Is the background important in an actor’s headshot? – you bet your ass it is!
Remember the whole point of an actor’s headshot is to get casting directors, agents and producers looking at your headshot.
We want them to NOTICE you!
When they look at your headshot we want them to look at you, not what you’re wearing and certainly not the background. It is easy to see how a busy background can dominate an actor’s photograph.
I see the work of many headshot photographers who work outside using trees and bushes as a backdrop. This works sometimes but other times – generally on bright sunny days – it doesn’t. And the background becomes very busy and draws the viewer’s eye away from the main point of focus of the headshot, which is the actor’s face!
Is The Background Important in an Actor’s Headshot?
Sometimes a background can be too dark, or alternatively too bright so it dominates the photograph. It’s good to keep in mind the point of your headshot. It’s to make you stand out from the crowd. To make the casting director take notice of you. You want the person viewing your headshot to be focused totally on your face, on you the actor and not the background.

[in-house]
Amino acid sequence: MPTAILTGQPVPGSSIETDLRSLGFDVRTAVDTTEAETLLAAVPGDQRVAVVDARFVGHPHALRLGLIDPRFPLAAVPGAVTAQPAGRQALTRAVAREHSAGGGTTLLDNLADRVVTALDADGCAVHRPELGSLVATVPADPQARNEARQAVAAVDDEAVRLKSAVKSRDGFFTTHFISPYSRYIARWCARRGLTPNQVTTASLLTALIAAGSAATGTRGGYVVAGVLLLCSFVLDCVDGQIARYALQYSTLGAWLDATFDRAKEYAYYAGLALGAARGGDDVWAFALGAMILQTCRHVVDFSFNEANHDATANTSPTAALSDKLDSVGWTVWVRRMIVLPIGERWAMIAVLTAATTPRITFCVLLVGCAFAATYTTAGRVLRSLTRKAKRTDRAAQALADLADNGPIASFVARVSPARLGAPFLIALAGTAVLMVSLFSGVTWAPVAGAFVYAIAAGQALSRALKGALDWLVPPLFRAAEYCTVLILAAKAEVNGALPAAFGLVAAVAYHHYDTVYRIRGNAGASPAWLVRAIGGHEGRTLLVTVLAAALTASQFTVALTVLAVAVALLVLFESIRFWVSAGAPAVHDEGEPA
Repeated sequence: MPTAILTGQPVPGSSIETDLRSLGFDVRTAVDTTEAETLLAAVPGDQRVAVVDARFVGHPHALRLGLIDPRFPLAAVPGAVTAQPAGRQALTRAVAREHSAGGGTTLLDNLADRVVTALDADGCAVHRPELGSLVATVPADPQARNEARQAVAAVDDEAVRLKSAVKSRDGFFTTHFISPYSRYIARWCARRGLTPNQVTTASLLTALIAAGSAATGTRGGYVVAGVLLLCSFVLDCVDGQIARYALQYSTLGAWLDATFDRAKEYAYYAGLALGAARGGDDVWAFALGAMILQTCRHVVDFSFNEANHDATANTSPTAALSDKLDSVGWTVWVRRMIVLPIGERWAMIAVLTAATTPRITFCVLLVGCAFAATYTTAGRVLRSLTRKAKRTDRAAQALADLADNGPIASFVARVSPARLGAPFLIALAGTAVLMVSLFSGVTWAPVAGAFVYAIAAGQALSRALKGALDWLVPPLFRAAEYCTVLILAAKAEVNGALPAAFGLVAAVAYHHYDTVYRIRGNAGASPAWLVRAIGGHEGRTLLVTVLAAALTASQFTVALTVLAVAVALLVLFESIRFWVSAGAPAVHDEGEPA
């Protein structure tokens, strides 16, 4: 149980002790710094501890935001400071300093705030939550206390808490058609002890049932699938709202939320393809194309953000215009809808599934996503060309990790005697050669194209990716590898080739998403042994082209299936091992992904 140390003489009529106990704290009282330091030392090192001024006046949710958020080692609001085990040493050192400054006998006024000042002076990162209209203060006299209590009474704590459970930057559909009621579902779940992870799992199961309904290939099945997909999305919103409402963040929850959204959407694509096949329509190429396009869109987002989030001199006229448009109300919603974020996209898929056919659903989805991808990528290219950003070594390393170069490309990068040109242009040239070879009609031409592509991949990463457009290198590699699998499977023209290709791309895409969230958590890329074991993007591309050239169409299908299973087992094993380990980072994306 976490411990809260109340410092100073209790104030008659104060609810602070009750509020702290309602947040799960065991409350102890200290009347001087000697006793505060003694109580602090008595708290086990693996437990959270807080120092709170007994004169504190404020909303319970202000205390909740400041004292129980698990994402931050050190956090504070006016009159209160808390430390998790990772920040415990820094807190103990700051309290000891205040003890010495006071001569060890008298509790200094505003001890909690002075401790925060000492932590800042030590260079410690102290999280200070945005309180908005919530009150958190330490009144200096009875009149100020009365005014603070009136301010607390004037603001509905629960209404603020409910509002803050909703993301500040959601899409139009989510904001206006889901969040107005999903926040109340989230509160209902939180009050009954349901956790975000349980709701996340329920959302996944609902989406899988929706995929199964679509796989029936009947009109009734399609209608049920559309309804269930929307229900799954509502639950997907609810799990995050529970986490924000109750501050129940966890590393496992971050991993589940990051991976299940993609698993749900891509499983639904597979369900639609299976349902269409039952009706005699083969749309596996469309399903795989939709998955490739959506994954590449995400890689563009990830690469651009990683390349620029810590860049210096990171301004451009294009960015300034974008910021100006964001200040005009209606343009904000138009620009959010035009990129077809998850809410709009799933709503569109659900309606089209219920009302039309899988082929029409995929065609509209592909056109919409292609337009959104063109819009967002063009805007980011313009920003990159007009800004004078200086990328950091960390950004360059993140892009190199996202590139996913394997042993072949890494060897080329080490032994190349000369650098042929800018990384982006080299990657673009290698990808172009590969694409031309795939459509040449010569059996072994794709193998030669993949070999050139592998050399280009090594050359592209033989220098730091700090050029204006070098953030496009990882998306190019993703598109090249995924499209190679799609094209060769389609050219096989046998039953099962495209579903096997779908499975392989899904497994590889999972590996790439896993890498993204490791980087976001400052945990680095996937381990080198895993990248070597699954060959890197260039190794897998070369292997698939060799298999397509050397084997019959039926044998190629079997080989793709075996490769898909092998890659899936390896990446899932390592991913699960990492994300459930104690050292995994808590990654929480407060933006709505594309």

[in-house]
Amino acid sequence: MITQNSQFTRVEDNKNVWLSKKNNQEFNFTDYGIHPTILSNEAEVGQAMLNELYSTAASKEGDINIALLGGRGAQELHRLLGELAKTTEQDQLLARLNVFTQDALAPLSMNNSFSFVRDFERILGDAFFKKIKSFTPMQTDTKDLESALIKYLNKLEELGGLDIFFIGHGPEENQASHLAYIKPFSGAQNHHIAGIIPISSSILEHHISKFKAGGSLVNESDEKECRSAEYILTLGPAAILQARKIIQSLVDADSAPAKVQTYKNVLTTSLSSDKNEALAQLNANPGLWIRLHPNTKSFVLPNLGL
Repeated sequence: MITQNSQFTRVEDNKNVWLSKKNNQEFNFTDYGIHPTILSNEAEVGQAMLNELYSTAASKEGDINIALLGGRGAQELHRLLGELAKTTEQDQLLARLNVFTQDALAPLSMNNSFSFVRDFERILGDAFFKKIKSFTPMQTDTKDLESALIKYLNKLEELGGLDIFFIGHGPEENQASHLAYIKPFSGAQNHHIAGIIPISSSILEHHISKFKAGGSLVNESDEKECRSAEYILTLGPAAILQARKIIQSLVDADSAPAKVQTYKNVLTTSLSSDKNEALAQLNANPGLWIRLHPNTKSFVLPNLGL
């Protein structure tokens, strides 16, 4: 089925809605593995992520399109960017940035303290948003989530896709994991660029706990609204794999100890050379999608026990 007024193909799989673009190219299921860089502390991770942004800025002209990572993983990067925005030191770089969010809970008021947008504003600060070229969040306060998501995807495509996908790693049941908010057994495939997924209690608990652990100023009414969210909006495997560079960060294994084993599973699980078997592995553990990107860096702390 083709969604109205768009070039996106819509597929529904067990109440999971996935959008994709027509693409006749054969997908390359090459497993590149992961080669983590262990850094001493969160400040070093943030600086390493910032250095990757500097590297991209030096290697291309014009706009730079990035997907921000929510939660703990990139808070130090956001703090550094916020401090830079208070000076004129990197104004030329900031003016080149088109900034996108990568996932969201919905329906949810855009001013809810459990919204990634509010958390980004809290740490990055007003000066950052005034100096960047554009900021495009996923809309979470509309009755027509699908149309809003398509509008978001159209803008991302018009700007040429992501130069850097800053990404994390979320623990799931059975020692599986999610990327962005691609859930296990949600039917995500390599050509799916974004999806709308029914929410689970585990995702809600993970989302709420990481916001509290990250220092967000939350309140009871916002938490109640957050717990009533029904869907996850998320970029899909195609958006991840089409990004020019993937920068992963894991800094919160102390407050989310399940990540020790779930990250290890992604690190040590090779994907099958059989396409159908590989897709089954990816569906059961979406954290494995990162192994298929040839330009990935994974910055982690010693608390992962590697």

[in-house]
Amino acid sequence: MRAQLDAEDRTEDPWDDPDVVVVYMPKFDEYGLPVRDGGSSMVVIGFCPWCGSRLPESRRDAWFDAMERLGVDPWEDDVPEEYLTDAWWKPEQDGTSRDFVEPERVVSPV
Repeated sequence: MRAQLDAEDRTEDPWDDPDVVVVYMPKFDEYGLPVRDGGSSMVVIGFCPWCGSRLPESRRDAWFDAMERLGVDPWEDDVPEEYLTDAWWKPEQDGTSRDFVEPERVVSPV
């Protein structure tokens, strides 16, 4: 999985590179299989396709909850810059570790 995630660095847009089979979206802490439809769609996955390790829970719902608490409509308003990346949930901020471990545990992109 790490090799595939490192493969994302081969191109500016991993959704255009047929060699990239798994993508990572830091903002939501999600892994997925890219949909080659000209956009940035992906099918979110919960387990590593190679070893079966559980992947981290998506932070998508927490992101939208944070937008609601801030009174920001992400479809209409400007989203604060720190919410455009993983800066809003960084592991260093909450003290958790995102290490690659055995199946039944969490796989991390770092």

No matter how beautiful it is.
Busy backgrounds, including strong geometric patterns, bold brick walls and contrasty stripes and shadows can all draw the eye of the viewer away from the important part of the photograph – the actor’s face.
Plain, simple backgrounds work best or in the case of the filmic headshot, a background that is out of focus meaning, any of the details are soft and blurred and they don’t intrude into the main part of the headshot.
I prefer to work in the studio and use plain Colorama paper backdrops. I add depth and interest to them by using various lighting techniques. There are also times in the studio when I use a wall or a floor to create a different feel to the headshot, but I always make sure the backgrounds do not intrude or fight for prominence within the headshot.
The question is worth asking again, is the background important in an actor’s headshot? Of course, even with the increasing popularity over the last few years of high contrast backgrounds. I believe it’s photographers trying to make their headshots more interesting, but missing the point. I suspect it is either their desire to be more creative and develop their own style of headshot or not understanding the principles of actors’ headshots. More likely the latter I suspect.
Either way, these kinds of headshots do nothing for the actor apart from helping them get lost in the distracting background.
To sum up; an actor should be aware of anything that draws the eye of the viewer away from their face. It could be the backdrop, the location, what you are wearing or your jewellery. These are all detrimental to a successful actor’s headshot and should be avoided.
More on headshot distractions here.